The Radar Room


GEE is one of three similar navigation aids devised during the 1940s then used right through to the late 1960s. The principle of GEE was quite simple, measure the time it takes to receive signals (pulses) from two (or occasionally three) ground stations. These two signals ( called B and C ) are locked to a master transmitter A.

First and foremost, one needs to lock ones GEE aircraft receiver onto the pulses coming in from the master transmitter A. In order to find ones location, all one does is measure the time it takes for two more radio pulses to arrive at your aircrafts receiver from both transmitters B and C. Once these two timings are known, they are plotted onto a chart (map) overlaid with hyperbolic lattice lines. From this information once can estimate the whereabouts of your aircraft. The complexity of the circuitry within the GEE indicator allows for these timings to be quickly and accurately measured.

BACK to Home page

GEE operation principles


Please note that we’ve deliberately left out a couple of the strobe timebase settings  to simplify the explanation. Also note that there are slight inaccuracies with the screen of our GEE indicator as it doesn’t show the full 25 or 30 pulses on the main timebase.

GEE main timebase pulses not phased up
GEE main timebase pulses also not phased up
GEE strobe pulses not lined up
Strobe pulses now lined up
Pulses lined up
Main T/B clearing switch down
Main T/B clearing switch down (2)

The two trace images to the left are both showing that signals from the Master Station A and Slave stations B and C are currently being received. The A pulse appears twice, once at the far left hand side of each of the two lines.

The second pulse on the lower line right next to the A pulse is the ‘ghost’ pulse.

The ‘ghost’ pulse identifies that the preceding A pulse belongs on the lower line. (i.e. to the C transmitter)

The B pulse is the downward spike on the top line, whereas the C pulse is the downward spike on the lower line.The two little buckets are generated in the GEE indicator and need to be lined up, or ‘phased’, with the two spikes from the B and C transmitters.

We use the four front panel fine and coarse adjustment controls on the indicator unit to shift the little buckets either to the left or right until they line up with the inner left hand edge of the buckets.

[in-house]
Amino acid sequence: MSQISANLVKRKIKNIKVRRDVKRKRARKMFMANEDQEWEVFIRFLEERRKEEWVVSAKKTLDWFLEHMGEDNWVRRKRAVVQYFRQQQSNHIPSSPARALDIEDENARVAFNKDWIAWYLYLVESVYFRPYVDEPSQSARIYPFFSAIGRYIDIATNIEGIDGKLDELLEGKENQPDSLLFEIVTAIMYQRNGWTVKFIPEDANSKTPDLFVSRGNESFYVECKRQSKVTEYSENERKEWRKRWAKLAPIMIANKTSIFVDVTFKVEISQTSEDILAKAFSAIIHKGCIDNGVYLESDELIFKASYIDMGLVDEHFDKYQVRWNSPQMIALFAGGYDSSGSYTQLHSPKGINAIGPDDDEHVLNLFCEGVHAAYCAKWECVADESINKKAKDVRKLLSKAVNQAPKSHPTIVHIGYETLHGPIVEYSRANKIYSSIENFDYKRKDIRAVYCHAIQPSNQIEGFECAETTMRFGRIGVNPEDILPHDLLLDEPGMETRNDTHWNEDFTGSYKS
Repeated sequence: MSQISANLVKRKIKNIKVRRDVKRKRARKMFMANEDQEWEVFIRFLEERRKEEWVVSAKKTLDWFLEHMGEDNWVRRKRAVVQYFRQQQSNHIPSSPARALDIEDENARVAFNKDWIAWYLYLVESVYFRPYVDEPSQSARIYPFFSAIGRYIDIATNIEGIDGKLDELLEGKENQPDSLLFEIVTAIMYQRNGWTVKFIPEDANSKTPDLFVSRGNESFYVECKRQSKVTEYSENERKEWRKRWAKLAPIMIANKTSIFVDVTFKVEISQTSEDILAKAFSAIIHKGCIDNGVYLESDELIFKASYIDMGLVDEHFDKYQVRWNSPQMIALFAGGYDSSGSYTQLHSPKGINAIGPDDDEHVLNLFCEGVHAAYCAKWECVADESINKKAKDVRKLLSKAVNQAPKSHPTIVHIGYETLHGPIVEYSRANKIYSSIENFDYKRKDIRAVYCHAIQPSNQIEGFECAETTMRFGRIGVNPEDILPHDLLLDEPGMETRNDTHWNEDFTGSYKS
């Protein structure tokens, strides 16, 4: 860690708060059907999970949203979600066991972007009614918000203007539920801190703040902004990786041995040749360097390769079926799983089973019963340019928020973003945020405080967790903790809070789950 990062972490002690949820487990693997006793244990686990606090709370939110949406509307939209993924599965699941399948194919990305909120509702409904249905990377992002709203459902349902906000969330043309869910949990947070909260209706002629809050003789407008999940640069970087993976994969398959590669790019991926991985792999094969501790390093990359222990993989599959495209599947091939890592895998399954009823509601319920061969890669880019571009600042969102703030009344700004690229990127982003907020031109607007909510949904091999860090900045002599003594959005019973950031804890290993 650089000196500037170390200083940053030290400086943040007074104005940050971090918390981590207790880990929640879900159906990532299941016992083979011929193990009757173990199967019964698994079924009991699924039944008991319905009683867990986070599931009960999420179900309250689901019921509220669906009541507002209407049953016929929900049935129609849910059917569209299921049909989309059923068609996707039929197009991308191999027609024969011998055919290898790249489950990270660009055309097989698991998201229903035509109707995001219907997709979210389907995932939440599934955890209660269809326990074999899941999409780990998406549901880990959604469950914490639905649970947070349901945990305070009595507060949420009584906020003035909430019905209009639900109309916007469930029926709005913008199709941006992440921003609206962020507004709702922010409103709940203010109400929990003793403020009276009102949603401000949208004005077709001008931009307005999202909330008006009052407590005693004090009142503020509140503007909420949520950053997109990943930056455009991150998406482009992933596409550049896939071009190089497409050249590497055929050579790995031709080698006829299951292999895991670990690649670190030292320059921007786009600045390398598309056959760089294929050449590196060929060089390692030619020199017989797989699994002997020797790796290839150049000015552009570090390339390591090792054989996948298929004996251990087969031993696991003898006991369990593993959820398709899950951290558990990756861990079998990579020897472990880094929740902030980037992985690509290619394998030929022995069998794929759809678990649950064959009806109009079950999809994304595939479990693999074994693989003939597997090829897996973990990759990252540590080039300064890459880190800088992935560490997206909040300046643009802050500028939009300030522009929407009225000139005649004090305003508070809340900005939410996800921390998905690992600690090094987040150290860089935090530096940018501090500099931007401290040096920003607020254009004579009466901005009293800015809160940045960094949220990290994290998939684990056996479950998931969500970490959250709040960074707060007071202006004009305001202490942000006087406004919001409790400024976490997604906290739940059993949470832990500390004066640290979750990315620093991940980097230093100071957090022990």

Here is one of the strobe timebase settings with the pulses not phased (lined up). On the top line we see the A pulse, with the B pulse underneath, whereas on the lower line we again see the A pulse, with the C pulse underneath.

In this image we can see that the pulses are now lined up properly with each other.

Check back on the main timebase and we find that the B and C pulses are in their corresponding buckets. At this point we have set the indicator up with all the information we need from the receiver, so we push the clearing switch down to remove it from the display.


With the indicator screen now generating two sizes of ‘range markers’,  we can  accurately measure the position of the marker buckets with respect to the far left and the A pulse. Note that the receiver is now turned off and this display is simply showing the buckets we lined up with the received B and C pulses.

Note that as it may be necessary to expand the main timebase from the above setting, the display to the left now shows 30 pips on each whole line as opposed to 25 on the image above. We can switch between 25 and 30 pulses per line with the recurrance switch at the top of the indicator front panel.

We now take these measurements from the indicator screen and apply it to the GEE lattice chart, a sample of which may be seen below.

The B pulse being plotted onto the corresponding RED hyperbolic line and the C pulse onto the appropriate GREEN line. (Below)

GEE chart showing NW Scotland and the Isle of Lewis

Section of a GEE chart showing North West Scotland and the Isle of Lewis. Note the hyperbolic lattice lines.

BACK to Home page